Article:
Authorities sold the seized horse to the owner due to the cost of keeping it

  • US authorities have seized Lex, a $750,000 show jumping horse, in a $1.3 billion fraud case.
  • Federal agents realized it would cost up to $55,000 a year to deal with it, Bloomberg reported.
  • Christine Fisher, daughter of the accused man, paid $25,000 to get the horse back, according to Bloomberg.

The US government resold a $750,000 show jumping horse to its owner for just $25,000 after realizing it would cost too much to maintain, Bloomberg reported.

Authorities first seized the horse, named Lex, after its owner, Atlanta accountant Jack Fisher, was charged by the Internal Revenue Service (IRS) in connection with $1.3 billion tax cheat with four others.

Fisher had purchased the horse, a 15-year-old Holsteiner, for his daughter Christina. She begged the authorities to leave Lex saying, “Take what you want, it’s money, but you can’t treat a live animal like that.”

“I feel violated and helpless,” Christina told Bloomberg. “I’m not part of the case. I’m not part of the business. I was completely caught off guard and they took an innocent animal.”

Bloomberg reported that federal agents soon realized it would cost between $45,000 and $50,000 a year to feed and care for Lex, excluding medical expenses.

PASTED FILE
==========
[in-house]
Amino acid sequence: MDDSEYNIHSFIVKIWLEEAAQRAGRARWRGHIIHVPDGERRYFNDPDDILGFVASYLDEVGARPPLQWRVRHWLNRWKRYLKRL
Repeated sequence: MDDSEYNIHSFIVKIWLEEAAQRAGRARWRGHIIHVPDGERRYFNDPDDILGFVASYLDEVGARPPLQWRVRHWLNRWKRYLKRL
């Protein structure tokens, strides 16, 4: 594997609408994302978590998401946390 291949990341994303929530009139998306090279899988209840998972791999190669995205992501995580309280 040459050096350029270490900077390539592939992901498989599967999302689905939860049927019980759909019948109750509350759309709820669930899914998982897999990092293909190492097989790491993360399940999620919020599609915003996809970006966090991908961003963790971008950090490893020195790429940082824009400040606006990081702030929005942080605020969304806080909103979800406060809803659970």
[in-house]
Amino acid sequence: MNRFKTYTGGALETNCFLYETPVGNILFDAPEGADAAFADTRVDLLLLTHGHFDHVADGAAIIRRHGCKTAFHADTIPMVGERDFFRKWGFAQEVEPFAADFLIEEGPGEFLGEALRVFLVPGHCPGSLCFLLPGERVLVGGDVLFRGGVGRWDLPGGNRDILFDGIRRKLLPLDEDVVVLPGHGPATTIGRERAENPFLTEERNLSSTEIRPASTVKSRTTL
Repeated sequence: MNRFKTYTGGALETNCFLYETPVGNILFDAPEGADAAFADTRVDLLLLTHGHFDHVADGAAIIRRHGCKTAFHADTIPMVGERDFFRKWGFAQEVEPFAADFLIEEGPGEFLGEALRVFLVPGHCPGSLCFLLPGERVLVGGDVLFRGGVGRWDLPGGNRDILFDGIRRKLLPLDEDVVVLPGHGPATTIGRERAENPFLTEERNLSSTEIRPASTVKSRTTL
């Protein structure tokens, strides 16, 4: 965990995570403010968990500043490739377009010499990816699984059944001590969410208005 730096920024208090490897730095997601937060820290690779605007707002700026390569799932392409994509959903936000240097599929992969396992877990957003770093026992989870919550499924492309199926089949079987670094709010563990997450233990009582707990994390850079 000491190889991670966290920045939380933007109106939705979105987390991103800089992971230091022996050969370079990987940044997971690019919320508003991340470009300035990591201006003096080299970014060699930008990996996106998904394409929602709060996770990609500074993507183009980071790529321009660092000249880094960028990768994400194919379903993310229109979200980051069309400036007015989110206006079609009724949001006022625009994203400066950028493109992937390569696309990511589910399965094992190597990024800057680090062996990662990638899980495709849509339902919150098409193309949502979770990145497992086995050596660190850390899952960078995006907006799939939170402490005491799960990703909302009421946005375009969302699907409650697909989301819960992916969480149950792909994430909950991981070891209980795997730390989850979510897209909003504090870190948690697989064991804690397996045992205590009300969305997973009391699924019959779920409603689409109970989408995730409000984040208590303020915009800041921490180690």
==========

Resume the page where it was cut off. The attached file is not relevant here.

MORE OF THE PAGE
The horse’s value had fallen sharply, with an examination determining it was worth $145,000, according to the report.

The U.S. Attorney’s Office in Atlanta then agreed to return the horse to Christina for $25,000, on the understanding that they could collect more if her father was found guilty. She had planned to ride a horse down the aisle on her wedding day.

Documents released by the Department of Justice in February show Jack Fisher used the proceeds of the tax evasion to buy the horse, along with properties worth millions of dollars and $225,000 tickets for a ‘Hall of Fame experience’ of the Super Bowl.

U.S. authorities use proceeds from the sale of seized assets to compensate victims of fraud and deter criminals, in a process known as federal forfeiture.

The seizure of horses has a precedent. In 2012, the authorities raised $4.8 million by selling more than 150 horses belonging to Rita Crundwell, then Comptroller of Dixon, Illinois, after she was charged with embezzling city funds to fund a “lavish lifestyle.”

But Fisher’s case highlights the running costs associated with maintaining assets before they can be sold.

The United States faces huge costs to maintain assets such as superyachts seized from Russian oligarchs, according to US national security adviser Jake Sullivan.

The Justice Department and the IRS did not immediately respond to Insider’s request for comment.


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